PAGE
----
- Studying Politics in an Urban World: Research Traditions and New Directions
- Intralocal Competition and Cooperation
- Urban Politics and the New Institutionalism
- Urban Governance
- Elections and Policy Responsiveness
- Urban Politics as Multilevel Analysis
- Cities in Intergovernmental Systems
- Bureaucracy and Democracy in Local Government
- Reforming Local Government Institutions and the New Public Management
- A Place to Party?: Parties and Nonpartisanship in Local Government
- Local Democracy and Citizenship
- Neighborhoods and Civic Practice
- Social Movements in Urban Politics: Trends in Research and Practice
- Social Capital
- The Centrality of Racial and Ethnic Politics in American Cities and Towns
- Poverty and Social Exclusion
- Polarization and Enclaves in Cities
- Immigrant Incorporation into Urban Politics
- Cultural Conflicts, Religion, and Urban Politics
- What Cities Do: How Much Does Urban Policy Matter?
- Setting City Agendas: Power and Policy Change
- The Politics of Urban Growth and Decline
- Competitive Cities
- Urban Violence in the United States and France: Comparing Los Angeles (1992) and Paris (2005)
- Cities and the Politics of Sustainability
- Justice, Urban Politics, and Policy
- Cities and Politics in the Developing World: Why Decentralization Matters
- The Wired City: A New Face of Power?: A Citizen Perspective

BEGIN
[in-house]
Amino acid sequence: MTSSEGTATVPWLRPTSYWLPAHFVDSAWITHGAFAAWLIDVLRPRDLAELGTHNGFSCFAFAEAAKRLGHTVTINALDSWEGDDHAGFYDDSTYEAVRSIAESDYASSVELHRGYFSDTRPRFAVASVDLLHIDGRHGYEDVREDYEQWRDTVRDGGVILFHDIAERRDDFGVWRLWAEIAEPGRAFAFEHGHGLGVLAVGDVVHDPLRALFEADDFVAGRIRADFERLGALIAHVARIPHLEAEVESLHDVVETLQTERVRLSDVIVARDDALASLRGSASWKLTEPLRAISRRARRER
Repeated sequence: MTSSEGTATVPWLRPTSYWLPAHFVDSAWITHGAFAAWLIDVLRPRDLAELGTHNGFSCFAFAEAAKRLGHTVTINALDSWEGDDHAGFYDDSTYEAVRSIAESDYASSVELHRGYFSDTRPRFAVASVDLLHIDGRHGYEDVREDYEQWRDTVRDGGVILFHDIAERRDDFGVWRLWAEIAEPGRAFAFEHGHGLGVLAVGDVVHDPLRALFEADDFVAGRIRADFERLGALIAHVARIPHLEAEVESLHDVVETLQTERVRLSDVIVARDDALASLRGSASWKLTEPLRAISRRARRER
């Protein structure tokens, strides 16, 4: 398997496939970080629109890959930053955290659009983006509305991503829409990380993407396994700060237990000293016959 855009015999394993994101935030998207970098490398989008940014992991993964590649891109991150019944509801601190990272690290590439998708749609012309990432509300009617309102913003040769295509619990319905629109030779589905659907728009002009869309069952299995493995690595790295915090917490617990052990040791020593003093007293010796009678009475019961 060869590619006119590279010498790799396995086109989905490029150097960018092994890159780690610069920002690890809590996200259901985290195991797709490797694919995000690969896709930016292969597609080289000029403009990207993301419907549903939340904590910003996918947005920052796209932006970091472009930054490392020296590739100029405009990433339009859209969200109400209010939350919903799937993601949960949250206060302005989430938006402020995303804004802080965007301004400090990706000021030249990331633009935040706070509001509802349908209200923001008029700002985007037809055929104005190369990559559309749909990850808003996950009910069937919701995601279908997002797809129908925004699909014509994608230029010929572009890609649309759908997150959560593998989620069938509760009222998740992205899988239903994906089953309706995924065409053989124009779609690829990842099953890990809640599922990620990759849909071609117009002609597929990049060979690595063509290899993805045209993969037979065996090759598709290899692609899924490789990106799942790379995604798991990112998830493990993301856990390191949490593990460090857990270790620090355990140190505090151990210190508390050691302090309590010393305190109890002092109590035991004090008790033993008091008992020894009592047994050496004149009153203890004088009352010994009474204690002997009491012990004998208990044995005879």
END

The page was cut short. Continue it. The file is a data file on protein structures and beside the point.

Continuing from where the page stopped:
- Suburban Politics
- Building Metropolitan Institutions
- Emerging Research Agendas
Abstract and Keywords
This article examines the multileveled aspect of urban politics and policy. It discusses issues related to the nesting of cities within specific nation-state contexts, to the more horizontal nesting of cities within wider metropolitan areas, and to the role of cities in the realm of international relations. The article suggests that the “who rules?” question which has undergirded urban politics for generations can no longer be viewed in a formalistic or institutional manner, nor as elite control or multiple and overlapping elite groups, nor focus on the embedded or nested nature of municipal authorities within intergovernmental systems.
Daniel Kübler is Associate Professor of Political Science at the University of Zurich.
Michael A. Pagano is Dean of the College of Urban Planning and Public Affairs and Professor of Public Administration at the University of Illinois at Chicago.
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